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In terms of physics conservation means something that doesn’t change. The meaning of that statement is that the variable in an equation that represents a conserved quantity is constant over time or in other words it doesn’t changes with time no matter what. It has the same initial and final value both before and after an event. In physics three fundamental quantities are conserved and these are momentum, angular momentum and energy. Conservation of momentum is generally related to collision but it is only applicable to isolated system.

In conservation of momentum the initial momentum is equal to final momentum. And mathematically, it can be given by –

                                                    P1i + P2i +… =  P2i + P2f

Where subscript i denote initial momentum and f denotes final momentum.

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The logic behind momentum conservation

Let us assume two objects O1and O2 and let the force acting between these objects be F1and F2. These forces are vector quantity and are equal to each other in magnitude and in opposite direction. Mathematically it can be expressed as-

F1 = -F2

These two forces experiences equal magnitude and hence they are opposite in direction.

And let T1 and T2 be the time on individual forces. Since the forces acting between two objects are equal and opposite in magnitude and hence they will experience impulse which can be written in the form of –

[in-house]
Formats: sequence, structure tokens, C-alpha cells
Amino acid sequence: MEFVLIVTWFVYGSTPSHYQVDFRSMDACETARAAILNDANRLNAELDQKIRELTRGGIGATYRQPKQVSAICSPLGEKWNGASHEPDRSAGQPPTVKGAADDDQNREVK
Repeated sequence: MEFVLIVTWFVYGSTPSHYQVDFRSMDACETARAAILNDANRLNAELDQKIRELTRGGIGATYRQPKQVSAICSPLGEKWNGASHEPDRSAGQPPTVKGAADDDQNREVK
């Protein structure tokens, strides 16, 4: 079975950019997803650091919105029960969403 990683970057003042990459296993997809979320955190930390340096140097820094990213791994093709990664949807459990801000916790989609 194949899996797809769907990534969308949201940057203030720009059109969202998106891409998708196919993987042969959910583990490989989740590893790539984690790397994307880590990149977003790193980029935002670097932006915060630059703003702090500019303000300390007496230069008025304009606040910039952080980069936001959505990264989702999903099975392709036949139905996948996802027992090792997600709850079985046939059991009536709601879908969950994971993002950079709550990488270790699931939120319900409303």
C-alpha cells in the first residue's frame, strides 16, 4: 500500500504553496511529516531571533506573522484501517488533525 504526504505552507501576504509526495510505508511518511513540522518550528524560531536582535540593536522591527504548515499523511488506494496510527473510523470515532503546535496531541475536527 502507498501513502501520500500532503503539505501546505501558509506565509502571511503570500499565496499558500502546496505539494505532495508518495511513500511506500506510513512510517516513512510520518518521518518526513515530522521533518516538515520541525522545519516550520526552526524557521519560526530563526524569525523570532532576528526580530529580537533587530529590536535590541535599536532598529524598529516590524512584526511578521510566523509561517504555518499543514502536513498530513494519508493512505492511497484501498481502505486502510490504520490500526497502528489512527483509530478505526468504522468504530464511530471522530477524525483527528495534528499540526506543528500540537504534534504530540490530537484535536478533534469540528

F1*T1 =  – F2*T2

The impulse is equal in equal in magnitude and opposite in direction.

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But the impulse that is experienced by an object is equal to the change in momentum of that object. Therefore each object experiences equal and opposite impulses and that is the only reason that  it follows logically that they must also experience equal and opposite momentum changes.  So an equation, this can be stated as-

m1 *v1= – m2*v2

The momentum which is vector in quantity experiences changes that are equal in magnitude and opposite in direction.

Interesting facts about conservation of momentum

  1. Momentum is a vector quantity and that is the only reason we use vector addition to find resultant momentum. The interesting fact about this is that if we consider two objects and they are moving with equal and opposite direction but with equal speed. The vectors being in opposite magnitude and sign will cancel out. That means, the momentum of the body will be zero even though objects are moving.

  2. Let us assume there is bouncy ball mass m is thrown and it bounces back with velocity v. The wall is fully attached to the earth and does not move, yet the momentum of the ball has changed by 2m. If the momentum is conserved, then the momentum of the earth and wall also must have changed by 2mv. We don’t notice this because the earth is heavier then the bouncy ball.

Example: The recoil of cannon is probably familiar to anyone who has watched pirate movies. This is a classic problem in momentum conservation. Consider wheeled, 500 kg cannon firing a 2 kg cannonball horizontally from a ship. The given ball leaves the cannon at the speed which is traveling at 200 m/s. At what speed do the cannon recoil as a result?

Solution :  According to conservation of momentum –